And to be clear: the consequences don’t have to be negative!  I’m not saying things have to get consistently worse (although they do, at a story-wide level). But in any scene, things can turn out wildly BETTER than hoped.  It’s just more satisfying after tribulation.  If you push the discomfort to deeper levels, a ‘happy’ outcome will have more power.



Often, when we write scenes where things don’t go well for our characters, they just go…well, sorta bad.  It’s bad, but it’s not that bad.  Or they get over it and smoothly move onto the next plot event.  Or it has no consequences in upcoming scenes. Or a friend comes up and makes them feel better.  Etc.

We’ve developed a thousand ways to get our characters out of hot water.

Because it makes us uncomfortable.

But to be truly remarkable, our characters need hot water. The hotter the better.

Ramp things up.  Make things turn out the opposite of planned, worse (or better) than expected, or create unintended or unwanted consequences.

Medium-sized problems & medium-sized consequences require medium-sized characters and have a medium-sized impact on the reader.

Know what you get then?  A medium story. A forgettable one.

Go big.  Intensify…everything.



  • Public settings. We’re all more uncomfortable when there are witnesses;
  • Failure;
  • Embarrassment;
  • Being vulnerable;
  • Being wrong;
  • Interruptions, especially during a moment with high stakes;
  • Out of proportion or unexpected responses from others/the world around
  • Sudden realizations/insight in the middle of an action that show the action to be wrong/unnecessary;
  • Settings at odds with the emotion/goal (ex: a private argument in a public place. Having an argument at a church service is harder than in a bedroom);
  • Things that are difficult for your character specifically. A cereal box display falling over is going to be far worse for someone who’s socially anxious or self-conscious, or if it interferes with her scene goal.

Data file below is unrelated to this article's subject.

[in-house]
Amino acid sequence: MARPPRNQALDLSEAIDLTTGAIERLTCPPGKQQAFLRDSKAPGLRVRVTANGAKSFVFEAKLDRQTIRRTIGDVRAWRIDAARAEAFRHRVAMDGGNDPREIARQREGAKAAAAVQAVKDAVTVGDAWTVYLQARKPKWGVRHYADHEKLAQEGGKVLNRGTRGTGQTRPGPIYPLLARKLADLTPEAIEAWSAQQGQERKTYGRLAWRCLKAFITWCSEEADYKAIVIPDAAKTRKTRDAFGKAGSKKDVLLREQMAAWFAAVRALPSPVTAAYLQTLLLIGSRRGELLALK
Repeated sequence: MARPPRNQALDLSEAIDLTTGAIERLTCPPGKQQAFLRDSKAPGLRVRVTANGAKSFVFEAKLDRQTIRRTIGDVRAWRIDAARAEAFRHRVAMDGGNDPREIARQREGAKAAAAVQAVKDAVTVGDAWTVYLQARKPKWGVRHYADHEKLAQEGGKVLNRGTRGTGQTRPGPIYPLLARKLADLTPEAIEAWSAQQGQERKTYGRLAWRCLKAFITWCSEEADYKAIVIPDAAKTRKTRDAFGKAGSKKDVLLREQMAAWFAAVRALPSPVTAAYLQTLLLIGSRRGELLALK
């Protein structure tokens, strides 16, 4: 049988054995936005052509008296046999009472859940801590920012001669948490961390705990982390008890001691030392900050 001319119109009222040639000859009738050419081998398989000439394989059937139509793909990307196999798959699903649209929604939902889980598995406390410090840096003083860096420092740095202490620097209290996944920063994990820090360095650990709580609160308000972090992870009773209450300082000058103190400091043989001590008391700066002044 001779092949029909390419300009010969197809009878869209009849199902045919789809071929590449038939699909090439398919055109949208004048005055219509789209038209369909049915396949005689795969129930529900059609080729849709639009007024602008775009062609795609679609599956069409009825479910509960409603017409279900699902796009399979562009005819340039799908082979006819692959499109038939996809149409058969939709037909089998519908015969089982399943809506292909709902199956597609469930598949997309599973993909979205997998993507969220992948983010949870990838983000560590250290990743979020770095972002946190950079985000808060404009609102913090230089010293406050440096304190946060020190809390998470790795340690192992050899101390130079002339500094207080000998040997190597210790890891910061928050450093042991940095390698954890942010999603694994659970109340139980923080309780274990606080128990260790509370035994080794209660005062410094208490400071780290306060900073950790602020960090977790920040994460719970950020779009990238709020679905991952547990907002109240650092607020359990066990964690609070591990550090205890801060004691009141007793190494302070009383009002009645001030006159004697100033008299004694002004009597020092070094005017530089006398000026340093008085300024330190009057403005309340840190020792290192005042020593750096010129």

Find a scene where the main character went into the scene wanting or expecting something.  Flip to the end. Did they get it?  As expected?

Try these deepening exercises to power things up:

  • What’s the opposite of that outcome? Write it down.
  • What are 3 worse outcomes? Write them down.  Don’t worry that you can’t use these crazy ideas, or that it’ll require a full rewrite if you went with it. For now, just let your imagination go.
  • What are 2 BETTER outcomes? How could things have gone better than your character hoped?
  • Ten minutes ago, what would your main character have said would be the worst outcome? Can you make THAT happen?
  • What’s an unexpected outcome? Something they couldn’t have seen coming? (Brainstorming skills matter here—it could be anything. Get with some friends, and ask for world-consistent but outrageous, uncommon, or unexpected things.)
  • What are 2 embarrassing things that could happen? Write them down.
  • Who’s the worst person who could have been in the scene to witness it? Can you put them there?
  • What setting would make the scene more uncomfortable? Revise to put them there.
  • What could happen to disrupt the setting? Make that thing happen.
  • If you really need the scene to turn out as planned, revise so they begin the scene expecting the opposite, &/or do the above two ideas, by making the setting less conducive to their goal.
  • If the outcome was positive/desirable, how can you complicate it, so one piece of it is negative/unexpected?
  • If the outcome was negative, how can you give it a silver lining? These are things that can be reversed later, so the ‘bad’ thing ends up being beneficial (or even the best thing to have ever happened), and the sought-after thing is, in the end, not so great after all.

Rewrite the scene using one or more of these and see if it doesn’t open up new avenues for your character to be remarkable.



In the end, no one changes until they’re forced to.  By definition, discomfort pushes our characters out of their comfort zone.

That’s the only place transformation can occur.

Time to make ourselves uncomfortable by making our characters uncomfortable. Turn up the heat and create unforgettable characters and page-turning stories.

Let me know how it went!

Love this? Kris is teaching her class:  Remarkable Characters with Kris Kennedy  next week at SavvyAuthors!

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This is Kris’s dog, Sadie. And we have to agree she is adorable!

Kris Kennedy is a USA Today bestselling author of historical and contemporary romance.  She’s taught for Romance Writers of America, Kiss of Death, and, and offers developmental editing and story coaching. She has a free romance-focused newsletter, Tips, Tricks, & Love (LINK: with fun, easy to use tips and tricks for writers. \

Kris can be found online at Her contemporary romance pseudonym, Bella Love, can be found at

Her most recent contemporary, BAD IDEA, and most recent historical, DECEPTION, are available at online booksellers.



Deception: First he loved her. Then he abandoned her. Now he’s the only one who can save her.
Bad Idea: This Christmas, she’s the best bad idea he ever had.










Kris Kennedy is a USA Today® bestselling author of historical and contemporary romance. She’s taught for Romance Writers of America® , Kiss of De...